New Braunfels Herald Zeitung (Newspaper) - May 27, 1997, New Braunfels, Texas
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Nursing Home Week
“Caring WMi A SpgcWToucirw»*w IMM for VtoMoral Nursing Home Week the week of May 11. Mayor Jan ICennady reads the proclamation wNh Noun Custer, Kkfcwood Minor administrator.
Winifred T. McKee
Mrs. Winifred T. McKee, age 77, of New Braunfels, died Saturday May 24, 1997, at Colonial Manor Care Center. She was bom June 28, 1919, in Cass County, Mich., to Jesse D. Tietsort and Marjorie K. Doane Tietsoit and was raised in Vandalia, Mich. She married Max A. McKee on March 22, 1941, in Cassopolis, Mich. They lived in Hastings, Mich., and Buchanan, Mich., for most of their married life and moved to New Braunfels, Texas, in 1983 for their retirement years. Survivors are her husband, Max Amasa McKee of New Braunfels; daughter, Judy Kay Edger of Charlevoix, Mich.; son, Thomas Michael McKee of New Braunfels; four grandchildren and four great-grandchildren. At her request her body will be cremated and the ashes interred in Cassopolis, Mich. She wr.s a devoted wife and loving mother and will be greatly missed.
was bom July I, 1925, in Washington, D.C., to Efram and Rose Marino. She married Grover Adams who preceded her in death in 1973. She had been a resident of Seguin, Texas.
Survivors are her sons, Nick Adams and wife Rosa of Santa Fe, N.M., Johnny Adams of Seguin; daughters, Loura Adams Davis of San Marcos and Rachel Adams of Phoenix, Ariz.; 13 grandchildren and 16 great-grandchildren. Visitation continues at the funeral home until 9 a.m. Wednesday morning. Funeral services will be conducted at 9:30 a.m. Wednesday, May 28, at the Sts. Peter and Paul Catholic Church with Msgr. Eugene (^Callaghan, celebrant. Interment will follow in the Comal Cemetery.
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these merchants and their supporters maintain the bridge is not more of a liability than a developments such as
a ski area.
“W e have yet to see that, and maybe we will at Tuesday night's meeting.' said Mary Jane Nalky, co-owrier of a number of businesses in Gnienc “They need to prove the point they 're making about why Ais needs to happen. The city should investigate the options to satisfy their concerns without tearing (Ae bridge) down"
Other council agenda items slated for Tuesday are:
■ Public heanng on a proposal to increase tax revenues from properties on the tax roll by 8 percent and vote to set date, time and place of vote on the tax rate. The current tax rate is 29.2 cents per $100 of taxable value and the proposed tax rate is 28.8 cents, representing a decrease of I
percent. The proposed rate would collect almost $200,000 more than last year because of growth in taxable value. State law restricts the city from collecting more tax revenue than Ae previous year without voting for a tax increase. The meeting to vote on Ae proposed tax rate is set for June 9.
■ Appoint three members to the planning and zoning commission for terms ending May 31. 2000. Applicants include Mike Dietert, Mark Dingeldein, Brenda Freeman, Charles Gallagher, James Holster, Melvin Jochec, Robert McCuriey Jr., Russell McDonald, Janine Moncrief, Susan Phillips, Sim Puetz, Richard Seidel and Eddie Temple.
■ Consideration of a resolution to authorize the chairman of Ae New Braunfels Economic Development Corporation to award a marketing contract to the New Braunfels Chamber of Commerce.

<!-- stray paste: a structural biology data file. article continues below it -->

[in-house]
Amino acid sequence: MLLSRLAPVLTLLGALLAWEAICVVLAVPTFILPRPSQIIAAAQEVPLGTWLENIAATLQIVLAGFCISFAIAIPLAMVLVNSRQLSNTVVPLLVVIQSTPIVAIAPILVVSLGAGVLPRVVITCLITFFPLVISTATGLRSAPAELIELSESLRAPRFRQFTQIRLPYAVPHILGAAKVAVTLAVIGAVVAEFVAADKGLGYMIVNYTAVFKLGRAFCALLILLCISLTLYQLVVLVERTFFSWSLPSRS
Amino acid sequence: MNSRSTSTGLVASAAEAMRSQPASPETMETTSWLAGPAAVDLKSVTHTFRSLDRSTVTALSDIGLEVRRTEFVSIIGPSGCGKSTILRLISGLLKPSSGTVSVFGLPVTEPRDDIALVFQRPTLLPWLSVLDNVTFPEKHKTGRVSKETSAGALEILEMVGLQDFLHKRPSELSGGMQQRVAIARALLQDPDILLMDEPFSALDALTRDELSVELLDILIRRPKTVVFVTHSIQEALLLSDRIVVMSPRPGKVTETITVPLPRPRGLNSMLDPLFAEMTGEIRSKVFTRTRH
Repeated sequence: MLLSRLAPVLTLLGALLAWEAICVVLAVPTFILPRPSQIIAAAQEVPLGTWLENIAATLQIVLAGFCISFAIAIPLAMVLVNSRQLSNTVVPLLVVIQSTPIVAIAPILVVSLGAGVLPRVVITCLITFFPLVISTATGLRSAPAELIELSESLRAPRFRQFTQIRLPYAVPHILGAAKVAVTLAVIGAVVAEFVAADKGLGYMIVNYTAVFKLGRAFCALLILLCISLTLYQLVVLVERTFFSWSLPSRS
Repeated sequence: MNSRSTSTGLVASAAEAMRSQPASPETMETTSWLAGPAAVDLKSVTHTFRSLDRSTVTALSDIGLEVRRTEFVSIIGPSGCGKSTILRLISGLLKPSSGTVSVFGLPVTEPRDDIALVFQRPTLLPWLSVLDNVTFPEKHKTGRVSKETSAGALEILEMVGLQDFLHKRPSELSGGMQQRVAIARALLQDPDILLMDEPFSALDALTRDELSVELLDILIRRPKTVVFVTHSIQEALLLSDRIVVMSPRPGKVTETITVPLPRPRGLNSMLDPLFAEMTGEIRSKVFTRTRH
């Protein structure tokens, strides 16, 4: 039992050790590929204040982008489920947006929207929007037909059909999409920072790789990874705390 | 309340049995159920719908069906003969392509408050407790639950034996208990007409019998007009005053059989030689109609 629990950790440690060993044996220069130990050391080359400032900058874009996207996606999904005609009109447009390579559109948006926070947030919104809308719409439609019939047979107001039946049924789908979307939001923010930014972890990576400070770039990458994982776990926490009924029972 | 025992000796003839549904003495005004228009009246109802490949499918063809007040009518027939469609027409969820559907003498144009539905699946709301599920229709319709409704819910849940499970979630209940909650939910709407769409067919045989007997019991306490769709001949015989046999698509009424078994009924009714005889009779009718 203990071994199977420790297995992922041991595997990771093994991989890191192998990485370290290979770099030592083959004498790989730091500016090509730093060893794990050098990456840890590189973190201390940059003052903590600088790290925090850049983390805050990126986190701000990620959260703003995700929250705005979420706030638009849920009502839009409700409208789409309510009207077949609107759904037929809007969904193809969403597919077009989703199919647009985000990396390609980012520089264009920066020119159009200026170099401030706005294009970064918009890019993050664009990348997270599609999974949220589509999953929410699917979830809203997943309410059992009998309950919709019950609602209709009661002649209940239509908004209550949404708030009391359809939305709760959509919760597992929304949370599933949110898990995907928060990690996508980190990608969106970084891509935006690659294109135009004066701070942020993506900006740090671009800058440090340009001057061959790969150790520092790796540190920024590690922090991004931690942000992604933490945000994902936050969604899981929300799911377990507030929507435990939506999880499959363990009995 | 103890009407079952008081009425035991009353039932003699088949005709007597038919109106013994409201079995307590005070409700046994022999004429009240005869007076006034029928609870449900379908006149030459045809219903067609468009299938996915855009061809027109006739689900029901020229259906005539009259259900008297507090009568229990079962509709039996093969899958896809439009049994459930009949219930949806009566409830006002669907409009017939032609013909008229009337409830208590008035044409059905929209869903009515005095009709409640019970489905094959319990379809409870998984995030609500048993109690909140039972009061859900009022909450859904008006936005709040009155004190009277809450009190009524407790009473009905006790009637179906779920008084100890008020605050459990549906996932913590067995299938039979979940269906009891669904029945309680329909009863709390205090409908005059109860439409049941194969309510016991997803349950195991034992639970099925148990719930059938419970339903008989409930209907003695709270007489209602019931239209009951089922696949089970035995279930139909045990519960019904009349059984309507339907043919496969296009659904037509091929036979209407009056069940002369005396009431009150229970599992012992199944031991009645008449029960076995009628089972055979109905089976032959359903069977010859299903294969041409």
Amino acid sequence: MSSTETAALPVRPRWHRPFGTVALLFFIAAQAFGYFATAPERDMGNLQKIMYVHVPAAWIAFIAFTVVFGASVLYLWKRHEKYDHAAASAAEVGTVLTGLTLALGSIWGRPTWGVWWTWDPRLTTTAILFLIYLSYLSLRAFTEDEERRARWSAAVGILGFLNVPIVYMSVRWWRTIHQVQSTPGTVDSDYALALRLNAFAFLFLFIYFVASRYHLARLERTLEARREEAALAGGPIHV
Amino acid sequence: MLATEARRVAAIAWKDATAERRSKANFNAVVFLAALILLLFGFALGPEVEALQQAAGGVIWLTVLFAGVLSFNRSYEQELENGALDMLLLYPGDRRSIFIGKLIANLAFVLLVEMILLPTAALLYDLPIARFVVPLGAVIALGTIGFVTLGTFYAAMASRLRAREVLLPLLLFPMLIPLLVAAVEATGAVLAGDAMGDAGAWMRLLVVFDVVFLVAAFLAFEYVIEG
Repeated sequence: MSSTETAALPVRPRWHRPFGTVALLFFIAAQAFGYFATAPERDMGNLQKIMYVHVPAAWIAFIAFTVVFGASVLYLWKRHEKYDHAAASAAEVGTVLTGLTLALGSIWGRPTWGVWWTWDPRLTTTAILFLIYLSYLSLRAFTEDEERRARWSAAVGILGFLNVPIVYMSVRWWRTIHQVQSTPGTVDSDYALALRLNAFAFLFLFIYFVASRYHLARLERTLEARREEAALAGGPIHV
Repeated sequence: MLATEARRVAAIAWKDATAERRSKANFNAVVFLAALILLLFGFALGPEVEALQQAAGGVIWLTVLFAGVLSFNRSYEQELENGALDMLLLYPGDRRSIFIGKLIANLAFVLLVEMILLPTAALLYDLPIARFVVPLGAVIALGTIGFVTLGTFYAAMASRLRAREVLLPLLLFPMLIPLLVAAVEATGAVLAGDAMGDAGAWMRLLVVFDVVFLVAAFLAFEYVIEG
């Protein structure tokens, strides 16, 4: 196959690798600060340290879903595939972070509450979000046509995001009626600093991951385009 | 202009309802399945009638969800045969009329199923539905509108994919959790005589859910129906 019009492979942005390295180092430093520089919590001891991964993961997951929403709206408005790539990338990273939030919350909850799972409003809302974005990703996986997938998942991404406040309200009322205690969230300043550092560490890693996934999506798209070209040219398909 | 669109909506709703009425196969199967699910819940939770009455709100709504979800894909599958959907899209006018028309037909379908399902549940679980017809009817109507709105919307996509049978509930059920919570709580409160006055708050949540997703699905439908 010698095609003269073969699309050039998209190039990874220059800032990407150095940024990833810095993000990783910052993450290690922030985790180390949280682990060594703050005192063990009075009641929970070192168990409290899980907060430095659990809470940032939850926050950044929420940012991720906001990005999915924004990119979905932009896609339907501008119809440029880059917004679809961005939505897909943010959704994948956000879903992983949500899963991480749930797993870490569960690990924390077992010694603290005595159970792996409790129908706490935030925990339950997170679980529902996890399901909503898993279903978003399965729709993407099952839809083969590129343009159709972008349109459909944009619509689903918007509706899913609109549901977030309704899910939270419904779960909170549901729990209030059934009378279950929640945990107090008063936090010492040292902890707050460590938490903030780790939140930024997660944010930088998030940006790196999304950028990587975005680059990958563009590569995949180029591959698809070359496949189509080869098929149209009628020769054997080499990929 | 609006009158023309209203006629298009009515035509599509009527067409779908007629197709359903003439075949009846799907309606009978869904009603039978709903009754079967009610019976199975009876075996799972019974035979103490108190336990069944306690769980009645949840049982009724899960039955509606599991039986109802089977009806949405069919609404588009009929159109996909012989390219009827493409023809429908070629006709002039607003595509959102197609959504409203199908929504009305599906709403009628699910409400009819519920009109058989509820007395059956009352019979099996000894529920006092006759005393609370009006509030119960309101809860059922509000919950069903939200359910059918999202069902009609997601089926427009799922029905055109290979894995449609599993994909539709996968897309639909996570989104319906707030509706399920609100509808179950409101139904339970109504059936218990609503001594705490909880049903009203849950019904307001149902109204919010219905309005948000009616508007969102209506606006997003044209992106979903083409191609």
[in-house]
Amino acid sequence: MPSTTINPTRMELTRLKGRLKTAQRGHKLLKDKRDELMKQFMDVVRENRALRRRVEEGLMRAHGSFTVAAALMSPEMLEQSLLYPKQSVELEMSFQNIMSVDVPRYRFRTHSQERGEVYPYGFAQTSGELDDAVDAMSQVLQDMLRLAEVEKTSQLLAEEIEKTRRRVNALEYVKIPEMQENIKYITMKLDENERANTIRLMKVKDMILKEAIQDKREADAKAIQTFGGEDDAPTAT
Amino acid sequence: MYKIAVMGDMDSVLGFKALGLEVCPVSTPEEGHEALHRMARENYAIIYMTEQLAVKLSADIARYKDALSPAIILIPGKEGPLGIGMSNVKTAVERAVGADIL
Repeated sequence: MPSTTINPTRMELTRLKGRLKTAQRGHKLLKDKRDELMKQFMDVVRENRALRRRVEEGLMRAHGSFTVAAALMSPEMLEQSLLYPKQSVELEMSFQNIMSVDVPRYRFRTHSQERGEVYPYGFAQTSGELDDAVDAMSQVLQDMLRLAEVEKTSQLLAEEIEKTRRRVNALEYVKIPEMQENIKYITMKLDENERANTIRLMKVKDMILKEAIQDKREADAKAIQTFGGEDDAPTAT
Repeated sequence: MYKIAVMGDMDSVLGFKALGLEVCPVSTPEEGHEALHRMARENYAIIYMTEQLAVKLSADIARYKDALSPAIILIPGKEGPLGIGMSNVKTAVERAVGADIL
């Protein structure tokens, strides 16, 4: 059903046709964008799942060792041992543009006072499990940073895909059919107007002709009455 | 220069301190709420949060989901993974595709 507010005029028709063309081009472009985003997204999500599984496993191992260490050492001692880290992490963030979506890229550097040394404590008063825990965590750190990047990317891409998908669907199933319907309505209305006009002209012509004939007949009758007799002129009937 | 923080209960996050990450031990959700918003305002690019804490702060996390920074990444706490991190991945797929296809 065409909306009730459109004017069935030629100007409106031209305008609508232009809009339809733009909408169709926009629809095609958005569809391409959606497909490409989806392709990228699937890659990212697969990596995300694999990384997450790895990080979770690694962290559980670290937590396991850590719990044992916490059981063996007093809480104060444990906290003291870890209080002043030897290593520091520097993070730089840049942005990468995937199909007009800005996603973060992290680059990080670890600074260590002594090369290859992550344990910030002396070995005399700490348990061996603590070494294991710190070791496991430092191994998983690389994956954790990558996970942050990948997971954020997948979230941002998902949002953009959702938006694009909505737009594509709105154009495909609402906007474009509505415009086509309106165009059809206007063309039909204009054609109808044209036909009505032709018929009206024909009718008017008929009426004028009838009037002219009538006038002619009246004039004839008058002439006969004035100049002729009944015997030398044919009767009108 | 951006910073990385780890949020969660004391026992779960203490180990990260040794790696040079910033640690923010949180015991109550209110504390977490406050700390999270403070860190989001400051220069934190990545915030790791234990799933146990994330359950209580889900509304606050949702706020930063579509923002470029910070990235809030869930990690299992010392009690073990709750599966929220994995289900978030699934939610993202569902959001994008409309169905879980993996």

Ta vis Zink of Canyon Lake died Monday, May 26, 1997, in Comal County. Funeral services will be 6 p.m. Wednesday, May 28, 1997, at Doeppenschmidt Funeral Home at Canyon Lake. Visitation will be at Doeppenschmidt Funeral Home at Canyon Lake from 3 to 8 p.m. Tuesday and from 9 a.m. until service time Wednesday. Memorial donations may be given to Smithson Valley High School.
Doeppenschmidt Funeral Home, Canyon Lake
Sophie Marino Adams
Sophie Marino Adams, age 71, died Saturday, May 24, 1997, at McKenna Memorial Hospital. She
From Page 1
ot the first to support it.
“But it’s an opportunity for someone to come in and make a living at the expense of me making a living." Stanley said.
Stanley and James were the only two who spoke to the court in opposition of the event while about six or seven other indivithials spoke in favor of it. In addition, two petitions with names of individuals and business owners supporting Ae triathlon were presented to the court.
Steve Stigall,s president of the Canyon Lake Chamber of Commerce in 1990, said the triathlon brings thousands of individuals to the Canyon Lake. In addition, the 1991 event was televised, bringing more attention to the area. He said this kind of exposure is good.
"VK hen 2-3,000 people come to your town for the day, it’s got to make an impact on the economy,** Stigall said. “It’s Canyon Lake's opportunity to shine.”
Other speakers said any inconvenience, whether to businesses or individuals, would be minimal. Ben Whitaker, who participates in the triathlon, said the same type of events are hosted in other communities, and residents just plan
for it. He said prior to participating, he was one of the individuals stopped in his car, but it wasn’t an inconvenience for him.
“I didn’t sit there and clench my fists,** Whitaker said. “Instead, I got out and whooped and hollered for those people riding their bikes up the hill.**
County Judge Carter Casteel said she tended to support this type of activity, but she would like to find a way to “mesh” the interests of Ae citizens and the triathlon supporters.
“I tend to favor economic development but not at the expense of our residents,” Casteel said.